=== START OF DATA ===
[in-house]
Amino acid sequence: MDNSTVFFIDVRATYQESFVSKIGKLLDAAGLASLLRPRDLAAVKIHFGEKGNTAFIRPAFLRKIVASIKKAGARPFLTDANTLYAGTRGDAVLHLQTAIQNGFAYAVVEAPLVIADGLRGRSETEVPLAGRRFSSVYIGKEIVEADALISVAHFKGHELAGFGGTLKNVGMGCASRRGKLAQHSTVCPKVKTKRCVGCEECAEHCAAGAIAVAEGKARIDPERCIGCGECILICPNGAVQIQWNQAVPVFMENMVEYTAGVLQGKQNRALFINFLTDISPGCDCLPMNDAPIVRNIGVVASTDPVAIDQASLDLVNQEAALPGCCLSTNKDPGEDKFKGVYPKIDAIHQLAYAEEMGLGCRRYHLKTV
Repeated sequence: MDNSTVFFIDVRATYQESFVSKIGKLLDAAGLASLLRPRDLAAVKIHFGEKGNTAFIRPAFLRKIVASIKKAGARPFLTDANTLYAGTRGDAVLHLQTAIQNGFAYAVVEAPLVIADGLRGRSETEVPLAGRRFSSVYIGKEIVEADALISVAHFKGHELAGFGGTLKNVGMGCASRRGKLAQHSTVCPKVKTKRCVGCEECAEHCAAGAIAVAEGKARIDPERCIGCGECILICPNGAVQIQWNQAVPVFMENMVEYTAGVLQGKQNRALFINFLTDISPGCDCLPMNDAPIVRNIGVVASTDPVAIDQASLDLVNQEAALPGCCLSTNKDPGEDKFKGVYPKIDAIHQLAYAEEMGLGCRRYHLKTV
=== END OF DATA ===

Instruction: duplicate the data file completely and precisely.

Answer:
[in-house]
Amino acid sequence: MDNSTVFFIDVRATYQESFVSKIGKLLDAAGLASLLRPRDLAAVKIHFGEKGNTAFIRPAFLRKIVASIKKAGARPFLTDANTLYAGTRGDAVLHLQTAIQNGFAYAVVEAPLVIADGLRGRSETEVPLAGRRFSSVYIGKEIVEADALISVAHFKGHELAGFGGTLKNVGMGCASRRGKLAQHSTVCPKVKTKRCVGCEECAEHCAAGAIAVAEGKARIDPERCIGCGECILICPNGAVQIQWNQAVPVFMENMVEYTAGVLQGKQNRALFINFLTDISPGCDCLPMNDAPIVRNIGVVASTDPVAIDQASLDLVNQEAALPGCCLSTNKDPGEDKFKGVYPKIDAIHQLAYAEEMGLGCRRYHLKTV
Repeated sequence: MDNSTVFFIDVRATYQESFVSKIGKLLDAAGLASLLRPRDLAAVKIHFGEKGNTAFIRPAFLRKIVASIKKAGARPFLTDANTLYAGTRGDAVLHLQTAIQNGFAYAVVEAPLVIADGLRGRSETEVPLAGRRFSSVYIGKEIVEADALISVAHFKGHELAGFGGTLKNVGMGCASRRGKLAQHSTVCPKVKTKRCVGCEECAEHCAAGAIAVAEGKARIDPERCIGCGECILICPNGAVQIQWNQAVPVFMENMVEYTAGVLQGKQNRALFINFLTDISPGCDCLPMNDAPIVRNIGVVASTDPVAIDQASLDLVNQEAALPGCCLSTNKDPGEDKFKGVYPKIDAIHQLAYAEEMGLGCRRYHLKTV